Posted on: Friday, May 23, 2003
Tourism authority under fire at forum
By Kelly Yamanouchi
Advertiser Staff Writer
Tourism representatives said yesterday that the visitor industry lacks direction and leadership and should work harder to bring more flights into Hawai'i.
The comments came during Gov. Linda Lingle's second tourism summit and the first to be open to the public. Six tourism committees proposed ways to solve problems vexing the industry.
The committees presented action plans to increase flights to the state, make agencies more accountable, establish tourism strategies, generate financing, review the role and makeup of the Hawai'i Tourism Authority and monitor the authority's marketing proposals.
The governor told the gathering that a lack of coordination in attracting flights to Hawai'i was "probably the most disturbing statement" made in the presentations.
"That is a critical issue," Lingle said.
The governor said she intends to discuss the matter with airline representatives right away to find out what factors are important to them in adding flights to Hawai'i. State landing fees may be among them.
Diane Quitiquit, chairwoman of the Big Island Visitors Bureau, said the state should consider assigning someone to the Department of Transportation to promote Hawai'i's airports among airlines.
"Airports across the nation actually go out and market themselves," she said.
In other presentations and comments, the Hawai'i Tourism Authority and its board came under attack for a variety of perceived shortcomings.
|Proposals from summit
Gov. Linda Lingle's Tourism Summit committees propose:
Establishing an airport system with predictable, low costs for airlines.
Encouraging new nonstop flights from underserved markets.
Developing a new accountability plan for the Hawai'i Tourism Authority
Toner was appointed to the Hawai'i Tourism Authority board by Lingle yesterday to replace Ben Kudo, an attorney and board member whom Lingle did not reappoint. Kudo was an appointee of former Gov. Ben Cayetano.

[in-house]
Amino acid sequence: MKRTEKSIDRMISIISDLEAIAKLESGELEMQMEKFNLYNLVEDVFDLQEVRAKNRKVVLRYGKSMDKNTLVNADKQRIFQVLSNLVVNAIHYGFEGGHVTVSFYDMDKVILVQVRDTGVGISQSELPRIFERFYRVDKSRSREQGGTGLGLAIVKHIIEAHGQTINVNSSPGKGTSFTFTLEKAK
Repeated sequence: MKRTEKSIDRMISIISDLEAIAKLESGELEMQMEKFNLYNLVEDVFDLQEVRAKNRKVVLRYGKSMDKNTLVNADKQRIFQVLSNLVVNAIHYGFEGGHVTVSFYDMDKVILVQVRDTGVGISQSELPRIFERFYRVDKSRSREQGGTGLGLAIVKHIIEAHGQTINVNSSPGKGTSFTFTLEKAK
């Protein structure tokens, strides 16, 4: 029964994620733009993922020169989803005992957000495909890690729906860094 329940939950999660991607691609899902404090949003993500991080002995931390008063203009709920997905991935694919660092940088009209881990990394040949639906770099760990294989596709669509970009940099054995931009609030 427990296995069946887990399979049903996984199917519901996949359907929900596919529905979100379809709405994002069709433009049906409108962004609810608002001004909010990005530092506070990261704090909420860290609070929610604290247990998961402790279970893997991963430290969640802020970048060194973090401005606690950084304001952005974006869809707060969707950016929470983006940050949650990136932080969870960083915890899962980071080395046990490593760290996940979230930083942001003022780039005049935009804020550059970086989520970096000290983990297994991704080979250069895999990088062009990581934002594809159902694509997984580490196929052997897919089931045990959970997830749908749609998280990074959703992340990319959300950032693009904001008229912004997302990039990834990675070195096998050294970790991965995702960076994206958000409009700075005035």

"It's pretty obvious that that group (the authority board) doesn't reach a level of harmony," Toner said.
"The performance is pretty obvious."
Marsha Wienert, Maui Visitors Bureau executive director, said one problem is that "there really is no clear-cut agreement on how to measure the effectiveness of tourism as administered by the Hawai'i Tourism Authority."
Tom Ocasek, a former Hawai'i Visitors & Convention Bureau chairman, said he was concerned that the industry lacked clear leadership.
Ocasek said the tourism industry needs to "get past looking like monkeys with footballs, which is what we're looking like."
Even Keith Vieira, senior vice president of Starwood Hotels & Resorts and a tourism authority board member himself, questioned the way the authority makes decisions.
"We need to keep up this level of industry involvement. We cannot trust the HTA to understand the industry issues," said Vieira. "We've got to put pressure on HTA to get our issues on the table."
Vieira and others, including Lingle, have said the board should have more representation from the tourism industry.
In response to the criticisms, Hawai'i Tourism Authority executive director Rex Johnson said the six committees are welcome to make their presentations to the authority board. Asked later if he had a fuller response, Johnson said: "I'll leave it at that."
Lingle also said she hopes to restore higher limits for state money going to tourism money that is generated by hotel room taxes and flows into a special tourism fund. She said "there will be a big push" to increase money for tourism in the next legislative session.
But Sen. Donna Mercado Kim, who heads the Senate Tourism Committee, said the Legislature's responsibility is to "provide balance," pointing to a need for more support for education.
Lingle also said her Cabinet-level tourism liaison will be named by the end of June.
Reach Kelly Yamanouchi at 535-2470, or at email@example.com.